How Sport Stadiums are Optimizing the Fan Experience

Have you ever attended a sporting event and paid attention to the amount of time, money, and thought was put into the stadium’s construction and environment to ensure that you enjoy your experience? In the sports world of today stadiums are often designed primarily with the fan experience in mind, providing attendees with everything they need to be able to enjoy a seamless and entertaining experience. The advancement and importance of optimizing the fan experience at sporting events has increased significantly over the past few years, as shorter attention spans and increased ticket costs have forced sports teams to deliver a more entertaining and valuable product. Sports stadiums are often as powerful of a draw as the event itself and professional sports teams around the world are taking note.

Related program: B.S. in Sport Management

UF Online Infographic: How Sport Stadiums are Optimizing the Fan Experience

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Stadium Attendance Figures

Every year, millions of people come out to their favorite stadiums to watch a game and cheer for their favorite teams. In 2013, it was reported that there was an average of 17.3 billion dollars made by professional sports industries from tickets alone. This number is projected to rise to 19.7 billion by 2018. On average, over seventy thousand people go to football games, with 17.3 million spectators per season. Over thirty thousand people go to baseball games on average, with 74 million overall spectators per season. In basketball statistics, over seventeen thousand people arrive at any single game, with over 21 million spectators arriving per season. Finally, hockey is another popular sport, where over seventeen thousand spectators arrive to watch a single game, and over 12 million watch throughout the season.

Viewing Sports at Home

Statistics suggest that viewing sports at home is slowly becoming more and more popular. Viewership of the Super Bowl event at home has risen from 86 million people in 2005 to upwards of 114 million people in 2015. Because this personal home viewing experience is on the rise, it is considered by many to be the number one threat to viewer attendance at the actual event. With how many different ways there are available now to enjoy sports at home, and the rise of fantasy sports as well, many are not sure what it could mean for the future of the industry, especially with statistics rising in all directions.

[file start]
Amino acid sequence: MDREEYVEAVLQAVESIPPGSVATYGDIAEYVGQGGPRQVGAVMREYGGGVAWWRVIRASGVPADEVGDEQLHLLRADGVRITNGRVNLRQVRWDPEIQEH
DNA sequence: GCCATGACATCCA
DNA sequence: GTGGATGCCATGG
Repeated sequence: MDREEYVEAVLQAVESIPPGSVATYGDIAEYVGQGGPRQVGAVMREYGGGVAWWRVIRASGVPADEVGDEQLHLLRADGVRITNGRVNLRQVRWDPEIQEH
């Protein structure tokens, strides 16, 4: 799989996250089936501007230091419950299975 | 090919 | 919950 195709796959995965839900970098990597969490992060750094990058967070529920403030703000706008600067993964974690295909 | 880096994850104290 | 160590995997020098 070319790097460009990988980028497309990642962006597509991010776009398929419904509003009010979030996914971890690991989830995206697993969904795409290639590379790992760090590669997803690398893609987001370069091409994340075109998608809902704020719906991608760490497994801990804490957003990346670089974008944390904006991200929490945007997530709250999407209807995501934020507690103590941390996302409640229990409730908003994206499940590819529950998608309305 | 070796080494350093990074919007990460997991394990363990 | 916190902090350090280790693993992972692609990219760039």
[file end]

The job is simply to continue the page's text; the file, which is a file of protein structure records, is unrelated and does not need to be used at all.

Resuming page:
Popular Fantasy Viewing Locations

Fantasy sports have also been rising, giving viewers an interesting opportunity to enjoy their favorite plays and teams in a different way. 21.7% of fans love viewing fantasy games as they occur on the 18th Green at Augusta. 13.3% enjoy the Green Monster seats at Fenway Park. 9.9% like to watch the action court side at Madison Square Garden. 9.8% love watching game as they occur at home in front of their television set. Finally, 9.2% love to watch the game court side at the Staples Center. Many fans upgrade their TVs so that they can see the action in even more vibrant detail, and the aforementioned statistics do not take the variety of other locations into consideration.

What Fans Want in Stadium Upgrades

In recent surveys, fans were asked what they would like to see changed and improved upon to enhance their stadium experience. The vast majority of the fans at 60.3% said that they want to enjoy better WiFi facilities. 42.5% said that they wanted better parking facilities that could manage the traffic flow more efficiently. 38.3% of fans believe that the prices for concessions are simply too high, and would enjoy the game much more if the prices were made more reasonable. 34% said that their experience was too often worsened by rowdy or drunken fans, and that these disruptions should be better managed. 15.5% of fans that participated said that they want the venues themselves improved to help make foot traffic more comfortable. Only 14.7% of fans have said anything about the stadiums and their construction overall, wanting better seats and scoreboard systems.

Rising Stadium Costs and Future Developments

While many of these considerations are already being put into effect, with so many upgrades being made to so many existing stadiums, costs overall are rising as well. The average cost of a new NFL stadium in 2014 was reported to be as high as 750 million dollars. Numerous developments were made to many different stadiums as well, with costs ranging between 250 and 700 million dollars. Despite these high prices and their expectancy to rise, many fans and professionals are optimistic, believing that future developments can be made to enhance the fan experience even more.